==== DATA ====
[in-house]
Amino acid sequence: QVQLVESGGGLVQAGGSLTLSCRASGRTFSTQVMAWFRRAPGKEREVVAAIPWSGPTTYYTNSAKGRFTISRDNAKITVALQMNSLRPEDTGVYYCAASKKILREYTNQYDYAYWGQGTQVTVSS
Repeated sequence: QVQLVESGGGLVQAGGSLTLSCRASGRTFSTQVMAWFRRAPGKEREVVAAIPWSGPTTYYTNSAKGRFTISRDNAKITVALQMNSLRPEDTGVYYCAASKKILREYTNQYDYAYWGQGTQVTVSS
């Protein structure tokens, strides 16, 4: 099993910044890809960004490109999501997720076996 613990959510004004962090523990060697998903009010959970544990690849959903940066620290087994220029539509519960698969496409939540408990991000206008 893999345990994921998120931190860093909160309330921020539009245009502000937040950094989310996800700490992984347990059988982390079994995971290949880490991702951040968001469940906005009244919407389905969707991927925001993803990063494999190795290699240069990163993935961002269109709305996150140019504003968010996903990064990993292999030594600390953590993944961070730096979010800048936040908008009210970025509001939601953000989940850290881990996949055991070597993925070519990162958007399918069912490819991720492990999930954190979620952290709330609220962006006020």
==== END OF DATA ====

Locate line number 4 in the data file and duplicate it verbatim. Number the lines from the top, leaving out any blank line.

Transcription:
């Protein structure tokens, strides 16, 4: 099993910044890809960004490109999501997720076996 613990959510004004962090523990060697998903009010959970544990690849959903940066620290087994220029539509519960698969496409939540408990991000206008 893999345990994921998120931190860093909160309330921020539009245009502000937040950094989310996800700490992984347990059988982390079994995971290949880490991702951040968001469940906005009244919407389905969707991927925001993803990063494999190795290699240069990163993935961002269109709305996150140019504003968010996903990064990993292999030594600390953590993944961070730096979010800048936040908008009210970025509001939601953000989940850290881990996949055991070597993925070519990162958007399918069912490819991720492990999930954190979620952290709330609220962006006020």